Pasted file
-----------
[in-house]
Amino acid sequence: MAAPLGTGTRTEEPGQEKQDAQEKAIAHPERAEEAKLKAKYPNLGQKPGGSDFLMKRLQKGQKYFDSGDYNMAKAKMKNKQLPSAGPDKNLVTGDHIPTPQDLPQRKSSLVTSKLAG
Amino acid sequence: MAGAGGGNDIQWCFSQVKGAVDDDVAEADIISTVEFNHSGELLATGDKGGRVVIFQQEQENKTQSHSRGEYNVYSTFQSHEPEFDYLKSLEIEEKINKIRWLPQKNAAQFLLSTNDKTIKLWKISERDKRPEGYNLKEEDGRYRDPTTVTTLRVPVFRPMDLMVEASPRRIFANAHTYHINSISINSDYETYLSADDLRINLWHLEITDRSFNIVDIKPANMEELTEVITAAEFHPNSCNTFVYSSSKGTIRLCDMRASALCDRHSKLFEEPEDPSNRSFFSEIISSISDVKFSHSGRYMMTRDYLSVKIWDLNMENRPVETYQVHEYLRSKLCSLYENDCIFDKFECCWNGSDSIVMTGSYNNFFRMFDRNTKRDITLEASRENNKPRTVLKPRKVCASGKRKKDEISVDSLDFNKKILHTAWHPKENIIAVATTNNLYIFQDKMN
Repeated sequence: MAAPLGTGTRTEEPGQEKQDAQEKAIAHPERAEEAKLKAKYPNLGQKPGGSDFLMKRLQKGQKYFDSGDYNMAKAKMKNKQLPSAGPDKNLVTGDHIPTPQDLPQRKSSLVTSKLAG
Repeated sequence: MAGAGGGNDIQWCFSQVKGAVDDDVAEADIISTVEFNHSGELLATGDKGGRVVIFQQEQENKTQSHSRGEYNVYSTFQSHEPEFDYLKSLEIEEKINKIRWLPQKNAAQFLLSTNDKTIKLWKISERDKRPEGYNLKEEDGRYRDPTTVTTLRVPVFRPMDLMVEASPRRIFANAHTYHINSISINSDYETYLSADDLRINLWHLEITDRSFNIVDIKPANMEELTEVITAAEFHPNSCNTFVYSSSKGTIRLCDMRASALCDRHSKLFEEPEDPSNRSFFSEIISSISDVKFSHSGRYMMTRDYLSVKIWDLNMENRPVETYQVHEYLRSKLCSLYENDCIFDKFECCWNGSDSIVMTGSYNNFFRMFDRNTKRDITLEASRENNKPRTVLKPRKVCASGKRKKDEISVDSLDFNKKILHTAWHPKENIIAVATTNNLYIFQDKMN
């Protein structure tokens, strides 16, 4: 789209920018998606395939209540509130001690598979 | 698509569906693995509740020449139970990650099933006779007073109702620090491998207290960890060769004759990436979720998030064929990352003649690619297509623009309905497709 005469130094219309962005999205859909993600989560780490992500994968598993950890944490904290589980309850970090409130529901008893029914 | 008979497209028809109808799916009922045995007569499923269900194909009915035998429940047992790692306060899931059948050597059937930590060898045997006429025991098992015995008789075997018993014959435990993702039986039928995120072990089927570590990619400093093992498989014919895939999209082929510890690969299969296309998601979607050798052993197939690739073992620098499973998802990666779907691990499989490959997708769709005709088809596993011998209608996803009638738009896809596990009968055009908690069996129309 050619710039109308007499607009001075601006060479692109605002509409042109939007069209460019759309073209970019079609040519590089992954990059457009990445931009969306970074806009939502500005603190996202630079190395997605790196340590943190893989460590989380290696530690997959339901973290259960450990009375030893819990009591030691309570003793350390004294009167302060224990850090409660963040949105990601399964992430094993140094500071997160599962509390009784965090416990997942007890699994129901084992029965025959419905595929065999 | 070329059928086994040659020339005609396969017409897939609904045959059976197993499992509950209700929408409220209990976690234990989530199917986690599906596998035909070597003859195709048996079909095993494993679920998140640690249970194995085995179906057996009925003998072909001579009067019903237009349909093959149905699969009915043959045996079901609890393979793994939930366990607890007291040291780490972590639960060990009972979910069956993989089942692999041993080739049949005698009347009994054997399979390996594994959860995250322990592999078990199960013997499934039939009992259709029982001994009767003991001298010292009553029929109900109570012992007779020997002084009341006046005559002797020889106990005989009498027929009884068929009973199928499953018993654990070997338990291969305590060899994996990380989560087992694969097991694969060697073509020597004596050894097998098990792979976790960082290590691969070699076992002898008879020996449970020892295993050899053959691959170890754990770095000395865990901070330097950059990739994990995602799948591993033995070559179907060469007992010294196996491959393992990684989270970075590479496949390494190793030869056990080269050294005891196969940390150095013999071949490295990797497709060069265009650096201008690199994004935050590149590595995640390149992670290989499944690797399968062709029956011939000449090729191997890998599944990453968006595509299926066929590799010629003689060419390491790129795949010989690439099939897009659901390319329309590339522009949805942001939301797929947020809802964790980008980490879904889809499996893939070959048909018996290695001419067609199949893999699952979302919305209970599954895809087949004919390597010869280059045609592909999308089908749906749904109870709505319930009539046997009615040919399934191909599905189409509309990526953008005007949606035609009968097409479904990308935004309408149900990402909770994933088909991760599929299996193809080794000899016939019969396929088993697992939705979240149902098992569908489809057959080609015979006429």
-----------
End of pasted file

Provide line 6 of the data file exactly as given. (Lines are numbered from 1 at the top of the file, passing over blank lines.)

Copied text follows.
């Protein structure tokens, strides 16, 4: 789209920018998606395939209540509130001690598979 | 698509569906693995509740020449139970990650099933006779007073109702620090491998207290960890060769004759990436979720998030064929990352003649690619297509623009309905497709 005469130094219309962005999205859909993600989560780490992500994968598993950890944490904290589980309850970090409130529901008893029914 | 008979497209028809109808799916009922045995007569499923269900194909009915035998429940047992790692306060899931059948050597059937930590060898045997006429025991098992015995008789075997018993014959435990993702039986039928995120072990089927570590990619400093093992498989014919895939999209082929510890690969299969296309998601979607050798052993197939690739073992620098499973998802990666779907691990499989490959997708769709005709088809596993011998209608996803009638738009896809596990009968055009908690069996129309 050619710039109308007499607009001075601006060479692109605002509409042109939007069209460019759309073209970019079609040519590089992954990059457009990445931009969306970074806009939502500005603190996202630079190395997605790196340590943190893989460590989380290696530690997959339901973290259960450990009375030893819990009591030691309570003793350390004294009167302060224990850090409660963040949105990601399964992430094993140094500071997160599962509390009784965090416990997942007890699994129901084992029965025959419905595929065999 | 070329059928086994040659020339005609396969017409897939609904045959059976197993499992509950209700929408409220209990976690234990989530199917986690599906596998035909070597003859195709048996079909095993494993679920998140640690249970194995085995179906057996009925003998072909001579009067019903237009349909093959149905699969009915043959045996079901609890393979793994939930366990607890007291040291780490972590639960060990009972979910069956993989089942692999041993080739049949005698009347009994054997399979390996594994959860995250322990592999078990199960013997499934039939009992259709029982001994009767003991001298010292009553029929109900109570012992007779020997002084009341006046005559002797020889106990005989009498027929009884068929009973199928499953018993654990070997338990291969305590060899994996990380989560087992694969097991694969060697073509020597004596050894097998098990792979976790960082290590691969070699076992002898008879020996449970020892295993050899053959691959170890754990770095000395865990901070330097950059990739994990995602799948591993033995070559179907060469007992010294196996491959393992990684989270970075590479496949390494190793030869056990080269050294005891196969940390150095013999071949490295990797497709060069265009650096201008690199994004935050590149590595995640390149992670290989499944690797399968062709029956011939000449090729191997890998599944990453968006595509299926066929590799010629003689060419390491790129795949010989690439099939897009659901390319329309590339522009949805942001939301797929947020809802964790980008980490879904889809499996893939070959048909018996290695001419067609199949893999699952979302919305209970599954895809087949004919390597010869280059045609592909999308089908749906749904109870709505319930009539046997009615040919399934191909599905189409509309990526953008005007949606035609009968097409479904990308935004309408149900990402909770994933088909991760599929299996193809080794000899016939019969396929088993697992939705979240149902098992569908489809057959080609015979006429």